Taipei, Taiwan, 20th August 2019 â€“ GIGABYTE, a leading server systems builder which recently released a total of 17 new AMD EPYCâ„˘ 7002 Series â€śRomeâ€ť server platforms simultaneously with AMDâ€™s own official launch of their next generation CPU, is proud to announce that our new systems have already broken 11 different SPEC benchmark world records. These new world records have not only been achieved against results from all alternative processor based systems but even against competing vendor solutions using the same 2nd Generation AMD EPYCâ„˘ 7002 Series â€śRomeâ€ť processor platform, illustrating that GIGABYTEâ€™s system design and engineering is perfectly optimized to deliver the maximum performance possible from the 2nd Generation AMD EPYC.
The systems used to break the world records were GIGABYTEâ€™s dual socket R282-Z90 rack server, or GIGABYTEâ€™s single socket R272-Z30 rack server, together with AMDâ€™s new 64 core EPYCâ„˘ 7742 processor. The 11 new world records consist of the following:
7 New SPEC CPUÂ® 2017 Benchmark World Records
SPEC CPUÂ® 2017 are a set of benchmarks that measure compute intensive applications, with two main sub-categories: SPECrate and SPECspeed benchmarks. SPECrate benchmarks are a measure of throughput, and are ideal for measuring multi-threaded compute-intensive applications, such as High Performance Computing (HPC) workloads. SPECspeed benchmarks are a measure of speed and are ideal for measuring single-threaded compute-intensive applications, such as High Frequency Trading (HFT) and other financial industry workloads.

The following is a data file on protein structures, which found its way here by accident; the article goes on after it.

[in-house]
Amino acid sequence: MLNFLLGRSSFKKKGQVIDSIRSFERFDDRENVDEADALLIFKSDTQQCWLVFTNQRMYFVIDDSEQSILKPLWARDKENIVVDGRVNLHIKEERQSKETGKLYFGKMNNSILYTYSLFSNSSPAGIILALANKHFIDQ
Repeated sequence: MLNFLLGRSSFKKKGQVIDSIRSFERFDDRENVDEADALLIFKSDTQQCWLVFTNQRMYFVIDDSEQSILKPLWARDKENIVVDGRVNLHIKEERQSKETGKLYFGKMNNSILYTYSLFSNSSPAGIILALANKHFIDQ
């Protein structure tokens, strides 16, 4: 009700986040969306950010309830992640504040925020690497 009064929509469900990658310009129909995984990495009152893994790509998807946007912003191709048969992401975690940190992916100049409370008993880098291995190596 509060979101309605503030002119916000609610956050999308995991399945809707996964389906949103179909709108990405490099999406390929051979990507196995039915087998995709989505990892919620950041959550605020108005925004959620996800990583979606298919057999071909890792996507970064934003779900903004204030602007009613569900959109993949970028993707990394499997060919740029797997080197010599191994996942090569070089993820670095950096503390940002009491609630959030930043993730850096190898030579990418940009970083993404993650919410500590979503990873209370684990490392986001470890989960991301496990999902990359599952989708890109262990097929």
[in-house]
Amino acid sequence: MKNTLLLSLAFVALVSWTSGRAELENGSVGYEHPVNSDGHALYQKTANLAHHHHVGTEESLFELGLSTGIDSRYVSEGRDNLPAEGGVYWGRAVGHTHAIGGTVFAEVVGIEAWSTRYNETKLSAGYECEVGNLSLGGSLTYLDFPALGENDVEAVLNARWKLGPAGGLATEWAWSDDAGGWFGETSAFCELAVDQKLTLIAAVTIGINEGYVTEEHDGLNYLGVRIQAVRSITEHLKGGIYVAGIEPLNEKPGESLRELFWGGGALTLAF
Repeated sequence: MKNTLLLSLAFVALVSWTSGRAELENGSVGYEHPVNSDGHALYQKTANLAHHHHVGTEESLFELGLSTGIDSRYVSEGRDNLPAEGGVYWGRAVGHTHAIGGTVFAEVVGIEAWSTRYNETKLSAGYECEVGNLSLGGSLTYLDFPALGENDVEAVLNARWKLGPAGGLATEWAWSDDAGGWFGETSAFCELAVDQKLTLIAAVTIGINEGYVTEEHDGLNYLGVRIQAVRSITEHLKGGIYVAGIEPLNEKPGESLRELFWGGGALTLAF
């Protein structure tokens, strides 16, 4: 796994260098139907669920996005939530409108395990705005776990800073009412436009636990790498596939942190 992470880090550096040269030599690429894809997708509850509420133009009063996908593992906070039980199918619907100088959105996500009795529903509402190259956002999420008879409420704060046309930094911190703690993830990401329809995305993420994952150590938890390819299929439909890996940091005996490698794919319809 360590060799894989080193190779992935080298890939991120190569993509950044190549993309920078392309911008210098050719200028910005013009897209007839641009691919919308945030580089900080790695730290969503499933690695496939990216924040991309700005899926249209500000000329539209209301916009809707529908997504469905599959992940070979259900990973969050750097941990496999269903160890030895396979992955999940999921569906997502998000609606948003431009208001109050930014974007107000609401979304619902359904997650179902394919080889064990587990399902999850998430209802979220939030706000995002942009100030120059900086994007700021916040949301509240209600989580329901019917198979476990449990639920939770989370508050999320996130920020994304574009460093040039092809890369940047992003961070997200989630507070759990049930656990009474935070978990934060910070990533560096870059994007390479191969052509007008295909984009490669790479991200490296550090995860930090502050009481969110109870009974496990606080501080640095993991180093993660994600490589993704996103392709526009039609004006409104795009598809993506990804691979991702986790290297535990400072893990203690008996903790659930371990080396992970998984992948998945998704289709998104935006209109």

"The 11 new world records gathered up by Gigabyte's Rome servers include seven SPEC CPU 2017 Benchmark World Records, and four SPECjbb 2015 Benchmark World Records. These are designed to measure multi-threaded compute-intensive applications such as High Performance Computing (HPC) workloads, and typical Enterprise Java applications, respectively.
If you head on over to the Gigabyte press release about this news you can find links to PDFs showing off the specific world record beating performance of its new Rome single- and dual-socket systems. You will notice that all the world record beating systems use the AMD Epyc 7742 CPU(s)" https://hexus.net/tech/news/systems/...world-records/
That's pushing it didn't win lows have some performance loss or was that Nvidia's fault. Either way here's hoping to see 2nd/3td hand Epyc CPUs hit used market in yr or so lol. My ole duel opteron 6380 could be put out to paster lol.